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Standards of healthcare develop over time in relation to a range of factors including social and political, and ethical and legal. As standards evolve they are influenced by factors that combine in particular ways at particular points in time, and the focus of this paper is on two of these primary factors, ethical and legal, particularly as they apply to the sector of the population that is under the age of 18.
There is a process involved in setting the standards whereby clinicians come to be judged by patients, peers, employers and the courts. Setting standards is not just about determining cases where care has been sub-standard or negligent; it is part of a broader agenda, and, from the point of view of both public safety and public expectation, lead bodies have an obligation to try and define what is or is not acceptable. Ideally, standards need to be reactive to changes in the law as well as proactive in upholding and improving standards of care; in sum, what is needed are safe, acceptable professional standards that are measurable and achievable in what are often sub-optimal conditions.
In the case of children, standards need to be generic in nature because the population group in question is so diverse. There has been much public attention directed towards paediatrics in recent months1 (viz. cases involving David Southall and Roy Meadows that received wide media coverage in the UK c. 2003-2005). However, surgeons, anaesthetists, neurologists, psychiatrists and trauma specialists, for instance, are all likely to have regular contact with children and young people. It may not be advisable to leave law and ethics training about children to the specialist, post-registration stage, by virtue of the fact that standards and ethics for children's healthcare address such fundamental issues. If possible, this should be incorporated into undergraduate training, and, on account of national and international developments (see below), now would seem to be a good time to be considering some of the ethical and legal issues affecting children's healthcare. It is not without interest that the General Medical Council is responding to this challenge and is in the process of developing new guidance with a specific focus on children.1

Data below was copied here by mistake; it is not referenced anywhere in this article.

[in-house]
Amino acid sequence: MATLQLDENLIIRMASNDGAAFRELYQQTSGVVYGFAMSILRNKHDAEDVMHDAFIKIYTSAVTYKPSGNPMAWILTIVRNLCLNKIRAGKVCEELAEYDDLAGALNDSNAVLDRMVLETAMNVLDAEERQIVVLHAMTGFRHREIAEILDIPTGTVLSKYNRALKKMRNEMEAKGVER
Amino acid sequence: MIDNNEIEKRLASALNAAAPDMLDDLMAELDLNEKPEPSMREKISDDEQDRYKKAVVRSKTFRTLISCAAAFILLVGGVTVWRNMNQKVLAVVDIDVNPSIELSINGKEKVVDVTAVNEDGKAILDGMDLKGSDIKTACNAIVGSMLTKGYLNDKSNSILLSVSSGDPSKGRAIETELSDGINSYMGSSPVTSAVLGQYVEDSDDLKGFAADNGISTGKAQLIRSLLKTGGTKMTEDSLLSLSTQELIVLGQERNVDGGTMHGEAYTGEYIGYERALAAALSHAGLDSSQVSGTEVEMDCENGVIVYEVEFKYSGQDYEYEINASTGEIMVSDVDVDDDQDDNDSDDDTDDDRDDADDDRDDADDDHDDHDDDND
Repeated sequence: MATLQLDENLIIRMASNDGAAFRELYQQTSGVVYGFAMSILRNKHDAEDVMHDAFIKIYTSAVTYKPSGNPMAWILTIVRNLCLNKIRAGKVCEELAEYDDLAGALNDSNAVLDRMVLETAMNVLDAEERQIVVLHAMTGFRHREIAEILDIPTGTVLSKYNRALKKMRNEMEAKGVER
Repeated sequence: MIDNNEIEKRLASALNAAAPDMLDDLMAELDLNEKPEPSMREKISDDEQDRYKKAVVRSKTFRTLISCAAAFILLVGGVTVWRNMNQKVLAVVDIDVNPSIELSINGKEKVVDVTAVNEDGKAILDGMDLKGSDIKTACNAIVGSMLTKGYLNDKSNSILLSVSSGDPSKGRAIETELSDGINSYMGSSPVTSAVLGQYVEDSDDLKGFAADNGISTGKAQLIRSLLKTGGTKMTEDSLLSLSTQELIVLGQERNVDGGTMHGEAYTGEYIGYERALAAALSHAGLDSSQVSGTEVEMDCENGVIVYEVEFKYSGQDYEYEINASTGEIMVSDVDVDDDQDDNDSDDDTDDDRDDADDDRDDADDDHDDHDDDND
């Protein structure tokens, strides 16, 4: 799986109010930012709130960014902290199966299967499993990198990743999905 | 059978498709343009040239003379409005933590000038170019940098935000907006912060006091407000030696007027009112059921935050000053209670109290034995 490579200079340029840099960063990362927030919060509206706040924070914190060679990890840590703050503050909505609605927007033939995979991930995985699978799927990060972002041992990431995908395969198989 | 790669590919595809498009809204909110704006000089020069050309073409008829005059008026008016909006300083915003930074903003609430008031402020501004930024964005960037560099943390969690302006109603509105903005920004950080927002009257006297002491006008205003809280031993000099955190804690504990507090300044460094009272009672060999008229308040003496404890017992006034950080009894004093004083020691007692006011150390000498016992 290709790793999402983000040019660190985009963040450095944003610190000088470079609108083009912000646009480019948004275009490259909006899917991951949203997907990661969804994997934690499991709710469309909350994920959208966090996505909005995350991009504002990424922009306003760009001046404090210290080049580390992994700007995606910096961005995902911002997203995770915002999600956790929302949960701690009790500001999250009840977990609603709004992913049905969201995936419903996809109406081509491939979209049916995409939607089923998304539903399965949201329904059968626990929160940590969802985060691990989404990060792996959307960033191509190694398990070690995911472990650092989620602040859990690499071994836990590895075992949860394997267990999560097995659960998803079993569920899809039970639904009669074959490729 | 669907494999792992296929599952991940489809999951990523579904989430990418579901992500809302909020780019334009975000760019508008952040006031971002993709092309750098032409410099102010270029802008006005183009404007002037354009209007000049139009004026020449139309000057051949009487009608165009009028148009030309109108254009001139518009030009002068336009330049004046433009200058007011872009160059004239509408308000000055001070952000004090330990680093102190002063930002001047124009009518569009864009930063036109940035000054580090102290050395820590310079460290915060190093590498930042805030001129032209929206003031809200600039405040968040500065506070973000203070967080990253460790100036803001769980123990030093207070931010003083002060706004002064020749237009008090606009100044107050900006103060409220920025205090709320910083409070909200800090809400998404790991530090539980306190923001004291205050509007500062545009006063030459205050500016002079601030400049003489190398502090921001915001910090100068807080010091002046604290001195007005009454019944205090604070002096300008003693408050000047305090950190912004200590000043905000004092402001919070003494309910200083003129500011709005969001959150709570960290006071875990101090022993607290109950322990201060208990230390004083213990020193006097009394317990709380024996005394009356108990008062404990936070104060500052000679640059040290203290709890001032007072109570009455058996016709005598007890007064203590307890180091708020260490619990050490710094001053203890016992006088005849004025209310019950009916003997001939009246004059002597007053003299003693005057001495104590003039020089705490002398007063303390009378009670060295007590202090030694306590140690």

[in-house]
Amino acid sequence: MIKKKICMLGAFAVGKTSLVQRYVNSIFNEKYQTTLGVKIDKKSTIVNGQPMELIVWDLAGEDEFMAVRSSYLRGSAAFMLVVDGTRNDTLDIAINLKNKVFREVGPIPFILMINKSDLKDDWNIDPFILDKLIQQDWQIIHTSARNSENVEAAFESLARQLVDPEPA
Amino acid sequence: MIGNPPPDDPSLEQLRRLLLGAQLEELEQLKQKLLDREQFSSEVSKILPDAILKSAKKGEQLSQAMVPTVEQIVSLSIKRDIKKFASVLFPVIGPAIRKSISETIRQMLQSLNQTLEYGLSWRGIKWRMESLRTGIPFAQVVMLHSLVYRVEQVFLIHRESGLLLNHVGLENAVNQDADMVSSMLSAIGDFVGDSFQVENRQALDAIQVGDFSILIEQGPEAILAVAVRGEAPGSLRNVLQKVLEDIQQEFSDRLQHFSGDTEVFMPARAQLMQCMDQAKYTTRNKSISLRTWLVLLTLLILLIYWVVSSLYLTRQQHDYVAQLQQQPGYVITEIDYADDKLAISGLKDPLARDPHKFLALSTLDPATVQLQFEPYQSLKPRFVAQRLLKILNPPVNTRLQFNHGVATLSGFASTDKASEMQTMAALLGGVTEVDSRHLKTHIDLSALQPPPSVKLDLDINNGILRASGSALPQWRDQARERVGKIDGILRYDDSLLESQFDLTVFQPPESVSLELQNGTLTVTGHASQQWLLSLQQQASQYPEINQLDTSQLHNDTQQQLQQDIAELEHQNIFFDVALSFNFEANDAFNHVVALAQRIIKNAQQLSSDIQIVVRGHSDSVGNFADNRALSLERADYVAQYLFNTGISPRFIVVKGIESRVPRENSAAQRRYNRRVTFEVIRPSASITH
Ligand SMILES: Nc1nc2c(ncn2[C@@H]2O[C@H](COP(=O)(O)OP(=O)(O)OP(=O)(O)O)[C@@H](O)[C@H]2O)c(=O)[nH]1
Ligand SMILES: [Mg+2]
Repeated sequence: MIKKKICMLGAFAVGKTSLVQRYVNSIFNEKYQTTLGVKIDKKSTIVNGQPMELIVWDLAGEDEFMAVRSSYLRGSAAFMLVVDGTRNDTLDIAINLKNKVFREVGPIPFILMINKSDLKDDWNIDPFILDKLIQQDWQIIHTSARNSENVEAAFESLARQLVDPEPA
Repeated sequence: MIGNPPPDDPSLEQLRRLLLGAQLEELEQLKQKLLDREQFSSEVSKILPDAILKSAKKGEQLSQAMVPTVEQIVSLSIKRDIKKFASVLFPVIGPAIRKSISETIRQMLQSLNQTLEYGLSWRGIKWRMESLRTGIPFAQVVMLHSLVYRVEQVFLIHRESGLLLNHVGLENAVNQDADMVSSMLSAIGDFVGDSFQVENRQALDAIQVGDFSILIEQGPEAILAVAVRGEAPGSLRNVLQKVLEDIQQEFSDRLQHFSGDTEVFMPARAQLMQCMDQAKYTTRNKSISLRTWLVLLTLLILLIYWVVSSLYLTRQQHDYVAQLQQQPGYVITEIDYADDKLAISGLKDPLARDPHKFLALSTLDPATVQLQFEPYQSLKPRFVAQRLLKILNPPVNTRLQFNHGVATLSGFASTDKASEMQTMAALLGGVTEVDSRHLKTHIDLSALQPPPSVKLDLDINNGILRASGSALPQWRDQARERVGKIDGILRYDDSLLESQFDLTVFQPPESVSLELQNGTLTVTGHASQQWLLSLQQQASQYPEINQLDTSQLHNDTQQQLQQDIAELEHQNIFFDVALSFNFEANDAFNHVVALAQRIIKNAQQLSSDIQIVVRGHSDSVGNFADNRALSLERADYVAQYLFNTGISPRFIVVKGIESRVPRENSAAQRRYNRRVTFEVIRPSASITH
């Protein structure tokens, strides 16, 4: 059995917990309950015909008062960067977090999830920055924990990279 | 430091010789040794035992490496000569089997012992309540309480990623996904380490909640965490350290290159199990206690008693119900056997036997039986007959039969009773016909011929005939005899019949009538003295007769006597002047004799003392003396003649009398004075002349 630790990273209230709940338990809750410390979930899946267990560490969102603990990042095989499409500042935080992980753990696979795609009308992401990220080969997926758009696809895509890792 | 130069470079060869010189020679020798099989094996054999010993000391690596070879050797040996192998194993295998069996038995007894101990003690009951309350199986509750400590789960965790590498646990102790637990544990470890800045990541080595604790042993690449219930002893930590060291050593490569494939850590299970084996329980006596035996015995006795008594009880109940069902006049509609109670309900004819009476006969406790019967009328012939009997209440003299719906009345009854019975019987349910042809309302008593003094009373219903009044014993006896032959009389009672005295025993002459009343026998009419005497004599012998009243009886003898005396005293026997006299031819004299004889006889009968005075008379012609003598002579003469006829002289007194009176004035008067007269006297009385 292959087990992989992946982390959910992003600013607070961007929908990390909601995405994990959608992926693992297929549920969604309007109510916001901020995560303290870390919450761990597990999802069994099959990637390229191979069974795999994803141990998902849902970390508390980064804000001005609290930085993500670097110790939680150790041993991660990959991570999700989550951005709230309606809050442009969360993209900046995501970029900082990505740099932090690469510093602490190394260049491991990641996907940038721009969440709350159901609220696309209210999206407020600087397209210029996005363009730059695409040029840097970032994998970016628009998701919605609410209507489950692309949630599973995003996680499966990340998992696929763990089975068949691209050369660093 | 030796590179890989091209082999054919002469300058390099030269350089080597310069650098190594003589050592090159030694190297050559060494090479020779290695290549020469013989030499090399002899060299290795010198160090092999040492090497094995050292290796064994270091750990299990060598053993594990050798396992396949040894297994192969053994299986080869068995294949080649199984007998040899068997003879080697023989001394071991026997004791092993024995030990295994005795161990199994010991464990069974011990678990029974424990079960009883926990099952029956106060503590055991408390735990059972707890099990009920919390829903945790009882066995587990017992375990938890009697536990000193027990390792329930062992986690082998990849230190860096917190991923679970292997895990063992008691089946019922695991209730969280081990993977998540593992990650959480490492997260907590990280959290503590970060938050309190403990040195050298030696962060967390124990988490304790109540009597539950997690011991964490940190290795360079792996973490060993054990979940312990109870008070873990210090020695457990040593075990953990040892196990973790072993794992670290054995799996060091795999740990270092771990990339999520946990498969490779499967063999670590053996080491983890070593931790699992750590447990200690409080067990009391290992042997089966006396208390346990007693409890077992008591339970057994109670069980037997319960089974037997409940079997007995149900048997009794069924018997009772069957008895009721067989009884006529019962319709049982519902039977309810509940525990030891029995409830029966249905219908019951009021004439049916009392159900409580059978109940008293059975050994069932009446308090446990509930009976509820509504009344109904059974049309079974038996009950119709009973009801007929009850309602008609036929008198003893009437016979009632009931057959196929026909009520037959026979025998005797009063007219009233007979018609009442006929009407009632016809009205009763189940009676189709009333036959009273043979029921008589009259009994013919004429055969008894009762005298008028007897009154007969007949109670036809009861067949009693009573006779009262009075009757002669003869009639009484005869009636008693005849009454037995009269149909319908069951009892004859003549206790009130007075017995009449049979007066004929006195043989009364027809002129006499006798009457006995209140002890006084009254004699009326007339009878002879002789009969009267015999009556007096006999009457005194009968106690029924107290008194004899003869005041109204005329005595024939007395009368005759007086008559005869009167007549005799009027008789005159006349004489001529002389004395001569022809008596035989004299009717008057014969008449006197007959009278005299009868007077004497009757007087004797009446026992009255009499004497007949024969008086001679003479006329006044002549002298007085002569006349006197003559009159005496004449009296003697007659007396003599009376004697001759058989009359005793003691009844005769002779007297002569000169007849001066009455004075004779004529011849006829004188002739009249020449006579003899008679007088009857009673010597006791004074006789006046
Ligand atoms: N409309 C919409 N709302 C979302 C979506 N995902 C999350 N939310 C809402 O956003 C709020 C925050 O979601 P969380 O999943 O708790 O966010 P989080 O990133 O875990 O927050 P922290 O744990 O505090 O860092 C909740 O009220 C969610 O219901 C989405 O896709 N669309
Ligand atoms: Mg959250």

In considering some of the underlying assumptions about rights, it has to be remembered that the under 18s lack full personal autonomy.2 Decision-making for the under 18s is not the same as for the general adult population: and it cannot just be assumed that clinicians will know the law or be able to recognize and respond instinctively to matters concerning children's rights. Awareness raising and educational input may be required when it comes to seeing robust ethical and legal standards of professional care as the norm. (In Scotland the age below which decisions may be challenged in the courts is 16 not 18.)
Since 1991 children's services in the UK have been under the umbrella of the UN Convention on the Rights of the Child (1989). More specifically, once fully implemented, children's healthcare will be covered by the Children Act (2004), and by National Service Frameworks (NSFs). (NSFs are not yet operative in all parts of the UK.) The overall setting for healthcare service delivery in the UK may fall within the NHS; but service provision for children and young people is part of a multi-agency enterprise, and all parts of this enterprise need to show recognition for the rights of the child. Hopefully too they will communicate with each other.
Difficulties can arise that have a social dimension, and guidance has to tread a line between acting in the public interest, and acting in the best interests of young and vulnerable individuals. Ethical considerations should take centre stage, trying to balance interests that may be pulling in different directions; and it is unlikely that the law will ever be so prescriptive as to set out details covering every possible situation. Clinical judgment needs to incorporate an understanding of legal and ethical issues in a way that extends further than simply providing care for individual young patients.